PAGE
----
My impression is that once you understand a field really well, you have something like a Guideline in your mind. I think if nobody had ever written a guideline for treating depression, I could invent a decent one myself out of everything I’ve pieced together from word-of-mouth and common-sense and personal experience. In fact, I think I do have some personal guidelines, similar to but not exactly the same as the official ones, that I’m working off of without ever really being explicit about it. Part of the confusion of questions like “What diet should I do?” is sorting through the field of nutrition until you can sort of imagine what a guideline would look like.
So why don’t people who have more knowledge of nutrition make these kinds of guidelines? Maybe some do. I can’t be sure I haven’t read dieting guidelines, and if I did I probably ignored them because lots of people say lots of stuff.
But I think that’s a big part of it – making guidelines seems like a really strong claim to knowledge and authority, in a way that a recommendation isn’t. Some idiot is going to follow the guidelines exactly, screw up, and sue you. I just realized that my simplified-made-up depression guidelines above didn’t have “if the patient experiences terrible side effects on the antidepressant, stop it”. Maybe someone will follow those guidelines exactly (contra my plea not to), have something horrible happen to them, and sue me. Unless you’re the American Psychiatric Association Task Force or someone else suitably impressive, your “guidelines” are always going to be pretty vague stuff that you came up with from having an intuitive feel for a certain area. I don’t know if people really want to take that risk.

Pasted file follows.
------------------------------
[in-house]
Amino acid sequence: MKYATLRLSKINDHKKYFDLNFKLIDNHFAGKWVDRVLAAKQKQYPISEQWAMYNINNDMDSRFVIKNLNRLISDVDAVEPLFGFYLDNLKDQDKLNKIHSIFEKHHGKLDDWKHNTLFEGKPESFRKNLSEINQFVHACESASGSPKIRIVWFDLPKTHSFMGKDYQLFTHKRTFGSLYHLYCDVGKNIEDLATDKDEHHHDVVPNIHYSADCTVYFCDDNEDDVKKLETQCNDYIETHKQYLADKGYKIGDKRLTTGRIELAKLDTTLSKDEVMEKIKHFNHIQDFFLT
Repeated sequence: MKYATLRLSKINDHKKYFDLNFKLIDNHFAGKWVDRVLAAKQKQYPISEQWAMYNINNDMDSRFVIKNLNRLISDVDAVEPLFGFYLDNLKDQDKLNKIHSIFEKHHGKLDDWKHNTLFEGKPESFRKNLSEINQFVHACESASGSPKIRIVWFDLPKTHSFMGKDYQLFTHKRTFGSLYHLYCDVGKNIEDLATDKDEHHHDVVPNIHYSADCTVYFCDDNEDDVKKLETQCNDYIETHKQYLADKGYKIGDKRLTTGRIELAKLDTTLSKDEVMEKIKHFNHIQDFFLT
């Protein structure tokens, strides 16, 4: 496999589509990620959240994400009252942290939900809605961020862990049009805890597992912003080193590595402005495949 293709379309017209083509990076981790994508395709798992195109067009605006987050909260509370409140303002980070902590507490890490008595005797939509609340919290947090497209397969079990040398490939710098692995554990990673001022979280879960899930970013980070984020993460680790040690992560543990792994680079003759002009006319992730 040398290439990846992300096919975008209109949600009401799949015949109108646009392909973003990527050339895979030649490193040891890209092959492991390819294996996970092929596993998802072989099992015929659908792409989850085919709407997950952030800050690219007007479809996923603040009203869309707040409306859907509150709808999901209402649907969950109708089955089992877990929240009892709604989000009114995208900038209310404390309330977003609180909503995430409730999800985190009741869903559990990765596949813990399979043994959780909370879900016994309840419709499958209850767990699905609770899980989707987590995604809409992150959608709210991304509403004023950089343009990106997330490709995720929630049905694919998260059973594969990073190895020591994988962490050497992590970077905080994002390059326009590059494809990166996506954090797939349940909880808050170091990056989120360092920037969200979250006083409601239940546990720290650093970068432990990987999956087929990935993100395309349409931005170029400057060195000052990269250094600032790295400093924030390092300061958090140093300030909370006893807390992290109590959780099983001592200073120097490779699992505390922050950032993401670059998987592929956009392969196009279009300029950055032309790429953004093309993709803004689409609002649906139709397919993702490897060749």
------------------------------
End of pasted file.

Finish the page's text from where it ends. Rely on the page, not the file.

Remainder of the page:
Still, there are a lot of fields where I find it really annoying how few guidelines there are.
What about nootropics? I keep seeing people come into the nootropics community and ask “Hey, I feel bad, what nootropic should I use?” And sure, eventually after doing lots of research and trying to separate the fact from the lies, they might come up with enough of a vague map of the area to have some ideas. But this is an area where “Well, the first three things you should try for anxiety are…” could be really helpful. And I don’t know of anything like that – let alone something that tells you how long to try before giving up, what to look for, etc.
Or let’s get even broader – what about self-help in general? I don’t really believe in it much, but I would love to be proven wrong. If there were a book called “You Are Willing To Devote 100 Hours Of Your Life To Seeing If Self-Help Really Works, Here’s The Best Way For You To Do It”, which contained a smart person’s guidelines on what self-help things to try and how to go about them, I would absolutely buy it.